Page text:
The “Modern” Muslim Woman in the Arab Peoples’ Revolution of Freedom and Dignity

  • Nathalie Grima
Part of the Palgrave Macmillan’s Postcolonial Studies in Education book series (PCSE)


In this article, I question the discourse and perceptions that place Arab women within the traditional-modern dichotomy. In the case of Muslim women, this is very often associated with whether they are following the Islamic dress of hijab or niqab , or whether they have rejected these garments. Apart from the simplistic association with tradition, Islamic dress is very often equated with gender oppression. My fieldwork with Arab Muslim women living in Malta has shown me that their situation is a much more flexible situation, which can be understood by looking at their perspectives rather than sticking to a rigid view. My respondents’ narratives reveal that in general they tend to reject the idea that the only solution for gender equity is the one that is based on a Western, feminist, and apparently secular model. They rather tend to project the idea of a “modern” woman that can also be a practicing Muslim.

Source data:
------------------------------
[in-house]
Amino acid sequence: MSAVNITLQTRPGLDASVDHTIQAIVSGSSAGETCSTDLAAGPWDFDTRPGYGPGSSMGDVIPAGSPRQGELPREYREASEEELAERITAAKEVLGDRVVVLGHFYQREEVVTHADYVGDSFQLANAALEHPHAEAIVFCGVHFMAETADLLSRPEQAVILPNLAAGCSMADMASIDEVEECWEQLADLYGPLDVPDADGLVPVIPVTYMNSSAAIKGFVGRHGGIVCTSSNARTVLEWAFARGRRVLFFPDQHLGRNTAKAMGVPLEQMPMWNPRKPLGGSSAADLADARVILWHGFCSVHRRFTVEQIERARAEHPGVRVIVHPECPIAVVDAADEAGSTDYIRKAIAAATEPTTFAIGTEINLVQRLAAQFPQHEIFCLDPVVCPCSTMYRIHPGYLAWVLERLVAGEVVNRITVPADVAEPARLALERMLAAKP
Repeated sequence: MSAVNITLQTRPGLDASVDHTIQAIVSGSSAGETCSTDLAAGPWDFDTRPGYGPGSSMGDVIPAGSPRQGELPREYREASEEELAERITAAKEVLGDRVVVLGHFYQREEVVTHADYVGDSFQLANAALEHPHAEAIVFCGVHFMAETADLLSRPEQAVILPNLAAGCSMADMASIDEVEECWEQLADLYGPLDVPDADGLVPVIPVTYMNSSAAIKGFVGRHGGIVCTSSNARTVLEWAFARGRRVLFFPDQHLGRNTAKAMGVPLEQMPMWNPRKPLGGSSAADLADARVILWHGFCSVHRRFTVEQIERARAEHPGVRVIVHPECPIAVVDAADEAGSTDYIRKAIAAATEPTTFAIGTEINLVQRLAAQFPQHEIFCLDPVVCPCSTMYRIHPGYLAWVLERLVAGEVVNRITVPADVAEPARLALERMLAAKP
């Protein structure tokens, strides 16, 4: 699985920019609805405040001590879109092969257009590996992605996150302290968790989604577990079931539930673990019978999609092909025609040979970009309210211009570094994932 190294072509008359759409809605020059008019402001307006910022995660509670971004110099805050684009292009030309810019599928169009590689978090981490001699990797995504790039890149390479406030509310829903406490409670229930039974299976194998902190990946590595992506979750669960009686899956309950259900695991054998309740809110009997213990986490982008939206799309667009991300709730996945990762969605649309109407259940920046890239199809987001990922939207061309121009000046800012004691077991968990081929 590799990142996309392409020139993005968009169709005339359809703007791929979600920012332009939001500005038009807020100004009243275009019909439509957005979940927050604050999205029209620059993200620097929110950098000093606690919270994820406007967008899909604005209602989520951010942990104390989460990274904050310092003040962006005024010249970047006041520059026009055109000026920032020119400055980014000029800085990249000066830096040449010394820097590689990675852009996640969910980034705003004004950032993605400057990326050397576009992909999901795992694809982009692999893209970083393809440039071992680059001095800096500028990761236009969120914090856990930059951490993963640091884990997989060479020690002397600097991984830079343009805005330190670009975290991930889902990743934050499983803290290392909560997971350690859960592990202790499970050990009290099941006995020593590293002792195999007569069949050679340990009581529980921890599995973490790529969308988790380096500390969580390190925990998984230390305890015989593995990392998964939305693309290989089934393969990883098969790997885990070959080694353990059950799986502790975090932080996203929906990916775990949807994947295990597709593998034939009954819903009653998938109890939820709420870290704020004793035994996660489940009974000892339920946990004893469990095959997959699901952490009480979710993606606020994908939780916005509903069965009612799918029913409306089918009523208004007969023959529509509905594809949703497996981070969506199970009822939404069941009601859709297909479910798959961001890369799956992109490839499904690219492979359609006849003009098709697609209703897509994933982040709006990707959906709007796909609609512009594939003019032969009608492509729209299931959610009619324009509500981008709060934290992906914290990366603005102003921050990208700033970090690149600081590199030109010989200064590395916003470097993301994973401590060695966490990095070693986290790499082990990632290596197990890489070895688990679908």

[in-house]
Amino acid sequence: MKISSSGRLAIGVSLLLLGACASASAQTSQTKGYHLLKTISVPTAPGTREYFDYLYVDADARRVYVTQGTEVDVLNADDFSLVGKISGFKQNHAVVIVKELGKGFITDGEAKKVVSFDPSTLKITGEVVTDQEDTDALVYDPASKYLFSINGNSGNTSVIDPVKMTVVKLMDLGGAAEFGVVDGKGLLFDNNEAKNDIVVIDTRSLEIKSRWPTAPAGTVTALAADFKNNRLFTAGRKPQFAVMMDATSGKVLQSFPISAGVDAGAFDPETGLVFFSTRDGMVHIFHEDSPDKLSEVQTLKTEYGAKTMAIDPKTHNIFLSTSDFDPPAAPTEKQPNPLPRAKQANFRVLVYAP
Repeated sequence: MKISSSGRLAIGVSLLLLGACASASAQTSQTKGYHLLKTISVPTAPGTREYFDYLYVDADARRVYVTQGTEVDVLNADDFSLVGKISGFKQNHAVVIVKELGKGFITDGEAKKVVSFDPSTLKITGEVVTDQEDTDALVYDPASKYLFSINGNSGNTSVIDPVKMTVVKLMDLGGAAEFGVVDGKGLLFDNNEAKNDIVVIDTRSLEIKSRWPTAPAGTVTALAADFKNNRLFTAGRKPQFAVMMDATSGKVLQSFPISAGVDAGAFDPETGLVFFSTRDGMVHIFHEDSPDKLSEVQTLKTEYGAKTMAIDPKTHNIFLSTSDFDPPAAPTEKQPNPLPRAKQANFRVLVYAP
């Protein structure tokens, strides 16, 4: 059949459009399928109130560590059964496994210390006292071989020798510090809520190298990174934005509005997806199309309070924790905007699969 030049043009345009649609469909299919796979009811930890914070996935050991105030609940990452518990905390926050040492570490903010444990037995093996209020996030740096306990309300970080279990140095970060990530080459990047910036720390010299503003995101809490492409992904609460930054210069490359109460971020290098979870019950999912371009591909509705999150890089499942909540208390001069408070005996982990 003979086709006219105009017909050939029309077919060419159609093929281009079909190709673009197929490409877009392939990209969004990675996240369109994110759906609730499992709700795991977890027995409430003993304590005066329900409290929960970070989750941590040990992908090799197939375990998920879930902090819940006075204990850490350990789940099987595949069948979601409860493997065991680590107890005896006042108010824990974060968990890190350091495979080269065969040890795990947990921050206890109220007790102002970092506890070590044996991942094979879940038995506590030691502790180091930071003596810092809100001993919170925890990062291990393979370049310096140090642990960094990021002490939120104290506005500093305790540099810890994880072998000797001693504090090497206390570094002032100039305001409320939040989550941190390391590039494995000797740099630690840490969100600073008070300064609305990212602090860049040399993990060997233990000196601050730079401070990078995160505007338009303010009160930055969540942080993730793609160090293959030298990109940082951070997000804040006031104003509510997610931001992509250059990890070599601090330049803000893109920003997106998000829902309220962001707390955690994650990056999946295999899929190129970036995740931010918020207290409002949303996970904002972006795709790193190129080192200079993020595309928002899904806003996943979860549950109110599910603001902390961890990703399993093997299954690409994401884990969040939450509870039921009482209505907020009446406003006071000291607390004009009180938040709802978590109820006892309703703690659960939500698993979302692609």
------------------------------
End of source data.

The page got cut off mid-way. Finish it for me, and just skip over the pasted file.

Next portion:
Fair Trade Gender Equity Muslim Woman Arab World Arab Woman 
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© Carmel Borg and Michael Grech 2014

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  • Nathalie Grima

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